I’ve been flying across the country from other parts of the country and from out of this country for years. When I flew back from my most recent trip to California I had a very different experience than the usual trip home. I don’t mean the fact that Denver airport was shut down due to three tornadoes, causing us to circle the area five times before being rerouted to Salt Lake City to refuel before flying back to Denver, and finally flying onto Florida, arriving over three hours late.
No. What was so unusual was that normally the flight home is usually full of tourists with a few of the home crowd squeezed in. This time, the plane was definitely stuffed with Florida’s friendly folk and we were going to have a party even if we were being stuck on the tarmac because the airport was being shutdown again.
I’m accustomed to hearing grumbling or threats of law suits during plane delays. Instead there were suggestions of free drinks and having a party and clapping and cheering every time something went right even if we had to wait for it a while. Perhaps all of those hours waiting out hurricanes by candle light with nothing but a radio to connect with the outside world has had an effect on how we deal with inconvenience.
But I also did some thinking about the fact that we were a plane full of the home crowd and missing our tourists. The usual sound of tourists was missing. And believe me, we do love our tourists and not just for the revenue y’all bring to our sunny shores. Variety can be the spice of life and the variety that our tourists bring is not as
obvious this year because of a rumor that is only partially true for only a teeny part of our state.
Unfortunately due to the way the media has handled anything that’s been going on in the Gulf region for years, everyone, outside this area, gets the idea that if something happens to Louisiana then it’s happening to everyone in the Gulf. But Louisiana beaches, as well as Mississippi and Alabama beaches are only a very small part of the Gulf coast. Most of the Gulf coast beaches are Florida with Texas coming in second. The Gulf is a huge region and Tampa, Florida is a 1 1/2 hour flight from Louisiana and over twelve hours by car.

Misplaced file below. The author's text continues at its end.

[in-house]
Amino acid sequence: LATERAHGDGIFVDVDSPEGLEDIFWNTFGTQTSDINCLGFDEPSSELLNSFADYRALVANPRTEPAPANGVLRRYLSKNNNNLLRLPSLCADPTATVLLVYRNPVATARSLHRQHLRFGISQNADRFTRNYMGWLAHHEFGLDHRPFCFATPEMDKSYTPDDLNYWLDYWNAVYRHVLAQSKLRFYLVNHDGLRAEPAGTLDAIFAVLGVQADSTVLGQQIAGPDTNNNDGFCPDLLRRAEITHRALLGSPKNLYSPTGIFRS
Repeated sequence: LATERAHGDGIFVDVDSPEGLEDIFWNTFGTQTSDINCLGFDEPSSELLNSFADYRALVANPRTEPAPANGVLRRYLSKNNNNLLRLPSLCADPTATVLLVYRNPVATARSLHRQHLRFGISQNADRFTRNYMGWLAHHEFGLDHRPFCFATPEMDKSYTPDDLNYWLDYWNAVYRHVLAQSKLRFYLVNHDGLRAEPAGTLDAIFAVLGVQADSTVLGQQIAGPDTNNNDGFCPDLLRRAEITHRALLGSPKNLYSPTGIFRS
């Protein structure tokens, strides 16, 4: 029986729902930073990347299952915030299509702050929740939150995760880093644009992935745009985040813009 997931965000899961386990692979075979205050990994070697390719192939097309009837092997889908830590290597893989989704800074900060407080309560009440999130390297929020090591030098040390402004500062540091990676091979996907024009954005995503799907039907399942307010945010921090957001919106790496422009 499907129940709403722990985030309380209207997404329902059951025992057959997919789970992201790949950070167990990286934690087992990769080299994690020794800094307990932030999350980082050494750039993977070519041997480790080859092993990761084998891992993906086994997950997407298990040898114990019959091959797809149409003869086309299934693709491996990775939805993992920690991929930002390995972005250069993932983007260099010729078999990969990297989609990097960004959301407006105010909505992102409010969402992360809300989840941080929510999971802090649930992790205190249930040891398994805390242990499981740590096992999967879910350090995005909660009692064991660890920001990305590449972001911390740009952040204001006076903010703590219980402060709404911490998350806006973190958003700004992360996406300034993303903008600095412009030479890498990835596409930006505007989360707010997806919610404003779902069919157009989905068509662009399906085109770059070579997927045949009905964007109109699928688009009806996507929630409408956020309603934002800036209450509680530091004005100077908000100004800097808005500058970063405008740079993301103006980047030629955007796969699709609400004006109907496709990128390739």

Yes, BP has been jerking this state around for most of the spring, going into the summer, along with the rest
of the Gulf Coast states, but the only place in Florida, that the oil has even affected at all is the very end of the Panhandle near the Alabama border with tarballs and about three miles of sludge. Of course most tourists may think that it’s only a matter of a little time before the oil lands all over the Florida shores.
But that’s not taking into account that there is a very interesting current in the Gulf which is called the Loop Current. It’s called that because it comes into the Gulf from the south west side of the Gulf and flows up toward the northern edge of the Gulf, casting flow toward Louisiana, Mississippi, Alabama since it turns in front of them. Then it loops around clockwise, parallel to the Florida coastline, casting flow toward the Panhandle area and bypassing the Keys and then exiting out and around Florida going up parallel to the east coast and on to Europe.
There’s a very good chance that most of the west coast of Florida won’t even be touched by the oil due to the current. And in any case, there is no oil or tar balls coming onto any of our 825 miles of beaches except for a few miles of the Panhandle near the Alabama state line. And even in the Panhandle there’s only very weathered
tar balls which are being cleaned up daily so as to keep the beaches open.
Many of the beaches have live web cams monitoring the situation and many of our hotels are changing their policies to take into account the possible need to cancel due to oil on the beaches. Our freshwater and saltwater fishing is still available and so is our sun, our beaches and our water.
I would suggest that when you make your reservations ask the hotel and the rental car agency about their cancellation policies due to the oil spill.